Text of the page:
Let's see. The vice president of the United States accidentally shot someone while bird-hunting on a Texas ranch. It took the White House nearly 24 hours to share that information with the rest of the nation because Dick Cheney thought it would be better for the ranch's owner to give the story to the local newspaper first. And by the way, it was all the victim's fault.
That's their story, and they're sticking with it.
Mr. Cheney was a weekend guest at a ranch owned by Katharine Armstrong, a lobbyist whose family has longstanding ties with the Texas Republican Party and the Bush White House. Mr. Cheney, who is proud of his reputation as an outdoorsman, was gunning for quail when, according to Ms. Armstrong, a 78-year-old lawyer named Henry Whittington got between the vice president and the bird. Mr. Cheney pulled the trigger, forgetting one of the National Rifle Association's top rules for gun safety: "Be absolutely sure you have identified your target beyond any doubt. Equally important, be aware of the area beyond your target." Mr. Whittington was sprayed with birdshot.
Fortunately, Mr. Cheney travels with his own medical team. (The vice president suffers from heart problems, although the full details of his physical condition are secret.) Nevertheless, according to the White House, Mr. Cheney was so busy attending to Mr. Whittington that he was unable to inform even President Bush about what had happened for a very long time. His retinue — usually bristling with cellphones, pagers, BlackBerries and satellite phones — was also oddly incommunicado.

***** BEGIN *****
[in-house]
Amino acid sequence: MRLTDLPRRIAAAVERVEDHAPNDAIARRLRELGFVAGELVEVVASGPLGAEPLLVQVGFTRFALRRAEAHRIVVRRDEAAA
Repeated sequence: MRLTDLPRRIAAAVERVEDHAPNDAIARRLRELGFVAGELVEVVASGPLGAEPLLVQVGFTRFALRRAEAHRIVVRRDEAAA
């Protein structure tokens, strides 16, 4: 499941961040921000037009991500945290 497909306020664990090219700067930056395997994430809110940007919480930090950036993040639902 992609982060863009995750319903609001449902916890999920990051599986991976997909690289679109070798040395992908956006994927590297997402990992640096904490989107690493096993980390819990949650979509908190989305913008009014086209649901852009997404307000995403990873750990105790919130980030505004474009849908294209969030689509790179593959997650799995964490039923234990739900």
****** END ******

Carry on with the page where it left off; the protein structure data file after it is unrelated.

The rest of the world might have been in the dark forever if Ms. Armstrong had not chosen to share the news with a reporter from the paper in Corpus Christi.
The White House press secretary, Scott McClellan, tried to spin this as a communications strategy. The vice president of the United States, he explained, designated a private citizen (who is a lobbyist for a Texas engineering company) "to go out there and provide that information to the public." As a result, what might have been a one-day gag on late-night TV is now a running story, and an excellent reminder that this administration never met a fact that it didn't want to suppress. (The last time Mr. Cheney made news while hunting was when he secretly invited Justice Antonin Scalia to go shooting right after the Supreme Court had agreed to decide whether Mr. Cheney could keep the membership of his energy task force secret.)
The vice president appears to have behaved like a teenager who thinks that if he keeps quiet about the wreck, no one will notice that the family car is missing its right door. The administration's communications department has proved that its skills at actually communicating are so rusty it can't get a minor police-blotter story straight. And the White House, in trying to cover up the cover-up, has once again demonstrated that it would rather look inept than open.
© 2006 The New York Times Company